Updated: Nov 10, 2020
When we think about Burgundy, why is it that our brain automatically jumps straight to the Grand Crus? Chambertin. Corton. Montrachet. Burgundy has fewer than 30,000 hectares under vine which accounts for just 7% of all French AOCs. Taking that a step further, the Grand Crus of Burgundy account for just 1% of that production! Is your mind blown yet? Although those coveted Grand & Premier Crus are nothing short of exceptional, they require decades in bottle reach their full potential. These wines don't only demand time, they demand a hefty price tag as well. It's because of these factors that the new wine drinkers of today are often intimidated by this region and choose to sip elsewhere. But what if I told you there is a whole category of Burgundy wine that is "buy now, drink now?" Because it exists and you should know about it...
Bourgogne Côtes d'Auxerre
This regional appellation lies on either side of the river Yonne, and produces white, red and rosé wines. I have taken particular interest in the white wines which is no surprise considering they come from Kimmeridgian and Portlandian Marls (give me all that minereality). Goisot Blanc Cotes d'Auxerre 2017 is an excellent example with abundant notes of ripe lemon, peach, grapefruit & white blossoms. This wine sees only stainless steel preserving those fresh fruit and floral aromas. The high acidity is balanced by some lees aging which adds just a little weight to the palate. Refreshing, lovely, and ready to be enjoyed with shellfish tomorrow.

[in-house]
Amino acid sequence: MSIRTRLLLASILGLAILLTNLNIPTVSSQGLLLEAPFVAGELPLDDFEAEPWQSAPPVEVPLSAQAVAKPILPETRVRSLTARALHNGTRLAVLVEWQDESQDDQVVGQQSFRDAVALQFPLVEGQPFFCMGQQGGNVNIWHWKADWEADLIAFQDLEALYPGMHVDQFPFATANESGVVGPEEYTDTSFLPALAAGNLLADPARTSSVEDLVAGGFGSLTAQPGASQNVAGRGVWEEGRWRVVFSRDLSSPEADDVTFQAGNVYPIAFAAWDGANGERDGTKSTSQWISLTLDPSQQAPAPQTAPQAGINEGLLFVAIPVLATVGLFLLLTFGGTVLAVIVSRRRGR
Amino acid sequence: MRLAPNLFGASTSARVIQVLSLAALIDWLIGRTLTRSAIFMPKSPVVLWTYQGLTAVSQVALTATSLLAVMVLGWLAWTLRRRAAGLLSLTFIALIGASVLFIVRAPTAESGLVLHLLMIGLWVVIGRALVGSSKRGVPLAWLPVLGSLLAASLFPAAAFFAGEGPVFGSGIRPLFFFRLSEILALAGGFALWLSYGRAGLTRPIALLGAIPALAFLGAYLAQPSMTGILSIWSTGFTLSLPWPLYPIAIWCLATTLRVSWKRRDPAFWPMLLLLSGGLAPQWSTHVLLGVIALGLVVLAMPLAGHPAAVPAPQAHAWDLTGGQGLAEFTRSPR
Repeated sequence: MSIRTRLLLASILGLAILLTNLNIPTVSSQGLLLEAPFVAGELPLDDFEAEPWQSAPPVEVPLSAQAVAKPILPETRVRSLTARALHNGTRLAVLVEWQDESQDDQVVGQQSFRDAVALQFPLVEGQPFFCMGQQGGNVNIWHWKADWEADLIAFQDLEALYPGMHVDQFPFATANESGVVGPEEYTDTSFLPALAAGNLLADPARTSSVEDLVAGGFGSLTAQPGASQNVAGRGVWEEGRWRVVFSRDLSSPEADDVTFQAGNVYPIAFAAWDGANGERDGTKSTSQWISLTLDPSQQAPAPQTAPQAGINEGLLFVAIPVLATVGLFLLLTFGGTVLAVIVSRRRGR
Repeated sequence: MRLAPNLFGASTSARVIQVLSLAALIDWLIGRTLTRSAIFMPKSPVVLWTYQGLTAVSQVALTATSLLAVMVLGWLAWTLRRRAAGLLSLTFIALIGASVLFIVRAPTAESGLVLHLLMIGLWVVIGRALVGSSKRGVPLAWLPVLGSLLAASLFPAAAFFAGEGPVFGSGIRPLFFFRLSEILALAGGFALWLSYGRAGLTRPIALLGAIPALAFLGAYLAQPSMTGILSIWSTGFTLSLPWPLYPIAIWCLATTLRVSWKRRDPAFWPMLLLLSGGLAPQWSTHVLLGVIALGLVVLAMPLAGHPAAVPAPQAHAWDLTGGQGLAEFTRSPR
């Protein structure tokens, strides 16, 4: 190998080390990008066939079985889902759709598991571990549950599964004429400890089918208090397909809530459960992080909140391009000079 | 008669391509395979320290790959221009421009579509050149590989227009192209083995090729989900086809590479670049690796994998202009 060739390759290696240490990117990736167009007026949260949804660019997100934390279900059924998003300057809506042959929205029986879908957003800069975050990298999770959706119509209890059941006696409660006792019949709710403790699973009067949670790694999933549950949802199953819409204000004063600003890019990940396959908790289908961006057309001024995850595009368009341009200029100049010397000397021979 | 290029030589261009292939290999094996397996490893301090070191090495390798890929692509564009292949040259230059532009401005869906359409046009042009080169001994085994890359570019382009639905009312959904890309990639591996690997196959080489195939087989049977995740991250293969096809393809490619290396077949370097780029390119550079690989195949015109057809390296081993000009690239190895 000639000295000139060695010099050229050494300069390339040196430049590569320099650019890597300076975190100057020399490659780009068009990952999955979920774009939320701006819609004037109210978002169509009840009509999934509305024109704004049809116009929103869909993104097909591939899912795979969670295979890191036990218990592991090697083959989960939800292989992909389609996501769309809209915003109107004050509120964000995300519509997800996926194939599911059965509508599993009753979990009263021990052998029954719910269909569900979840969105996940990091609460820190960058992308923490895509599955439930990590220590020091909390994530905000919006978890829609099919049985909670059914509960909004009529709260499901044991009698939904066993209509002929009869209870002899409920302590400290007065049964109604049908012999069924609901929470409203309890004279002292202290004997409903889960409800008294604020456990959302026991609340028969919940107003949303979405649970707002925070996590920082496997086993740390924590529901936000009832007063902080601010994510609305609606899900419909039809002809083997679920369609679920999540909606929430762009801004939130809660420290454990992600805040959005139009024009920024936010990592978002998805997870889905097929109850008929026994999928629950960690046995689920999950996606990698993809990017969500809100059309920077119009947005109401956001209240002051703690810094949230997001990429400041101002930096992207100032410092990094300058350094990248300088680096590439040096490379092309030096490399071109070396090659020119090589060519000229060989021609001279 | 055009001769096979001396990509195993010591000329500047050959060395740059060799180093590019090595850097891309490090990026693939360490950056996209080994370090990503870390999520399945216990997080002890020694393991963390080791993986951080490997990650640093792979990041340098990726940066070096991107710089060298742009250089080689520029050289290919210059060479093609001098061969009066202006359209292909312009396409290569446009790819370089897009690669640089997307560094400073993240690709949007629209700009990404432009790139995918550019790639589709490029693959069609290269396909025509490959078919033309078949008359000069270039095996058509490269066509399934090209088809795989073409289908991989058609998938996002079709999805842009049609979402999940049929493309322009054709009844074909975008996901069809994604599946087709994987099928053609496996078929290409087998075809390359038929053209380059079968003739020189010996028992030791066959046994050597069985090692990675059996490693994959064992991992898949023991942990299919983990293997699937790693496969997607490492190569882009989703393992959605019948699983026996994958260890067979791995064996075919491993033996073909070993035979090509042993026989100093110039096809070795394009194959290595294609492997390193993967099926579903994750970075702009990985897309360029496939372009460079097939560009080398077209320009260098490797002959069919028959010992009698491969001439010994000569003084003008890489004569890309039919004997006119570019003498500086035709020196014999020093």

If you're wondering if this is part of the Régionale Mâcon appellation in the Mâconnais, you would be correct. Although this appellation makes red, white and rosé wine, white wine accounts for 85 of the 90 hectares under vine. Domaine Olivier Merlin Maâcon-la-Roche-Vineuse 2017 is a Chardonnay that showcases beautiful white stone fruits, yellow flowers and striking minerality. There's also a beautiful push-pull between acidity and roundness from lees aging in old oak. This wine would pair with simple hors d'oeuvres, or something more substantial like scallops over squash risotto and stone crabs.
Bourgogne Hautes Côtes de Nuits Les Renardes
If you're looking for the perfect Pinot to accompany your cheese and charcuterie board, this is it. A dozen villages fall under the Bourgogne Hautes Côtes de Nuits AOC - all of which are found above and behind the famous escarpment. Because of elevation, these wines will be beautifully aromatic and have a noticeable acid structure. Les Renardes is located near the town of Marey-les-Fussey, in the steepest part of the hillside facing Southeast. 2018 is a great vintage to seek as the warmer temperatures allowed the fruit from this elevation to really ripen. Domaine Thevenot makes a very approachable wine that is fresh with wild raspberry, rose, thyme, cherry and a touch of clove. The tannins are slightly tight, but will soften with food.
Philippe the Bold may have "exiled" Gamay out of the Côte d'Or during the 14th Century, but that doesn't mean you can't find it elsewhere in Burgundy! These red and rosé wines are found in the designated area of Serrières where vines cover 26 hectares of land. Château de La Greffiere produces a 100% Gamay wine from sand and granite soils. This wine is super plush with fleshy red berries and a lifting acidity. You don't even need to have food with this wine. Pop it open on the porch and enjoy!
When asking Thiébault Huber, president of the federation of official Burgundy appellations, if there was one thing he really wanted American consumers to know he said, "you can drink Burgundy for fun." Hearing that from him hit just a bit different.